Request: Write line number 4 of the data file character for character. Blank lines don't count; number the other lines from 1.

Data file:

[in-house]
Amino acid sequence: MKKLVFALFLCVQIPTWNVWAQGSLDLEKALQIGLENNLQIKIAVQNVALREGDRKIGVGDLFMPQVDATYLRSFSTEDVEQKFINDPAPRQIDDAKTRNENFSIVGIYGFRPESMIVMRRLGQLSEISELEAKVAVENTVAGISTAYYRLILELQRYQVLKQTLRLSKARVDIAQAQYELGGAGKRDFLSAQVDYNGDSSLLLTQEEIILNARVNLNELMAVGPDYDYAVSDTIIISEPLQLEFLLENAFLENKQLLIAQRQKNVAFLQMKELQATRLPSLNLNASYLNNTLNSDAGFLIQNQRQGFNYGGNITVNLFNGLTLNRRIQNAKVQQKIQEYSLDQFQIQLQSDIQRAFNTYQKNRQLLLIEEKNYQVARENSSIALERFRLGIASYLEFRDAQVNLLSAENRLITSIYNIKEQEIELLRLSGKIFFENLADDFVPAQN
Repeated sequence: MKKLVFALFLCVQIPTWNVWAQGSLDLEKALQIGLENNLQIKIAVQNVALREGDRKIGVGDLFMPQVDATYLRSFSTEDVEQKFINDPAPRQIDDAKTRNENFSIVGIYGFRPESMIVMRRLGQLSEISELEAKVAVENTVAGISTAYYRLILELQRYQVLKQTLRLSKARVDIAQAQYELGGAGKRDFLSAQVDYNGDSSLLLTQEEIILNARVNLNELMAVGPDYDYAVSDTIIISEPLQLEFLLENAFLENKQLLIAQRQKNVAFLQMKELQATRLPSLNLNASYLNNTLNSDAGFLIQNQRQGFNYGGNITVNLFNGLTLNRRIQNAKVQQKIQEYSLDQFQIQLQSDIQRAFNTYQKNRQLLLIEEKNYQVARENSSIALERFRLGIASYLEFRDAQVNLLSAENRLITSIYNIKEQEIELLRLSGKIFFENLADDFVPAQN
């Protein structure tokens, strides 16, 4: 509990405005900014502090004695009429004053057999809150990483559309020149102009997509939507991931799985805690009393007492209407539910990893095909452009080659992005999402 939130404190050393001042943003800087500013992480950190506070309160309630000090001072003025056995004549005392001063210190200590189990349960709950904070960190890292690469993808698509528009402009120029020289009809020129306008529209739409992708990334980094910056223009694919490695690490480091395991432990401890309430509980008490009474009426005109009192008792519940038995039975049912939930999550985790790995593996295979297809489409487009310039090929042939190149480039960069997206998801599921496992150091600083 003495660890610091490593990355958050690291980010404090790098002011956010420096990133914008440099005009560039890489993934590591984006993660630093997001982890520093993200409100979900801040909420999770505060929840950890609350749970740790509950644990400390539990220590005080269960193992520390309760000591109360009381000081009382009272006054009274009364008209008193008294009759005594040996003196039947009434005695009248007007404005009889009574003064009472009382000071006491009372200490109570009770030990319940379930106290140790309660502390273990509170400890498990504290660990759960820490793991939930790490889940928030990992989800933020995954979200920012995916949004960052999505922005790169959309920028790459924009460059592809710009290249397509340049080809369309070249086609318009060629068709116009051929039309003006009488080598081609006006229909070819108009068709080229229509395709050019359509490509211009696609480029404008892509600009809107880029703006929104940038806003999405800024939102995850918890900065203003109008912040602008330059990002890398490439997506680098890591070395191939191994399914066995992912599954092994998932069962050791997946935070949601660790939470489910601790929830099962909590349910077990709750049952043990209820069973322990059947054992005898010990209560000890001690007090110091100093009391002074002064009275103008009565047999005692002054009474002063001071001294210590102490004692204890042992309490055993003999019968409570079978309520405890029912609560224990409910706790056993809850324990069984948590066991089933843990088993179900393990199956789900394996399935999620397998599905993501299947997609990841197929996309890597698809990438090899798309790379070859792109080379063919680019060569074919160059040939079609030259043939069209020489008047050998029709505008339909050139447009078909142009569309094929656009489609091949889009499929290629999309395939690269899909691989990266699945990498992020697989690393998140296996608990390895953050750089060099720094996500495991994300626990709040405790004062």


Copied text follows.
């Protein structure tokens, strides 16, 4: 509990405005900014502090004695009429004053057999809150990483559309020149102009997509939507991931799985805690009393007492209407539910990893095909452009080659992005999402 939130404190050393001042943003800087500013992480950190506070309160309630000090001072003025056995004549005392001063210190200590189990349960709950904070960190890292690469993808698509528009402009120029020289009809020129306008529209739409992708990334980094910056223009694919490695690490480091395991432990401890309430509980008490009474009426005109009192008792519940038995039975049912939930999550985790790995593996295979297809489409487009310039090929042939190149480039960069997206998801599921496992150091600083 003495660890610091490593990355958050690291980010404090790098002011956010420096990133914008440099005009560039890489993934590591984006993660630093997001982890520093993200409100979900801040909420999770505060929840950890609350749970740790509950644990400390539990220590005080269960193992520390309760000591109360009381000081009382009272006054009274009364008209008193008294009759005594040996003196039947009434005695009248007007404005009889009574003064009472009382000071006491009372200490109570009770030990319940379930106290140790309660502390273990509170400890498990504290660990759960820490793991939930790490889940928030990992989800933020995954979200920012995916949004960052999505922005790169959309920028790459924009460059592809710009290249397509340049080809369309070249086609318009060629068709116009051929039309003006009488080598081609006006229909070819108009068709080229229509395709050019359509490509211009696609480029404008892509600009809107880029703006929104940038806003999405800024939102995850918890900065203003109008912040602008330059990002890398490439997506680098890591070395191939191994399914066995992912599954092994998932069962050791997946935070949601660790939470489910601790929830099962909590349910077990709750049952043990209820069973322990059947054992005898010990209560000890001690007090110091100093009391002074002064009275103008009565047999005692002054009474002063001071001294210590102490004692204890042992309490055993003999019968409570079978309520405890029912609560224990409910706790056993809850324990069984948590066991089933843990088993179900393990199956789900394996399935999620397998599905993501299947997609990841197929996309890597698809990438090899798309790379070859792109080379063919680019060569074919160059040939079609030259043939069209020489008047050998029709505008339909050139447009078909142009569309094929656009489609091949889009499929290629999309395939690269899909691989990266699945990498992020697989690393998140296996608990390895953050750089060099720094996500495991994300626990709040405790004062």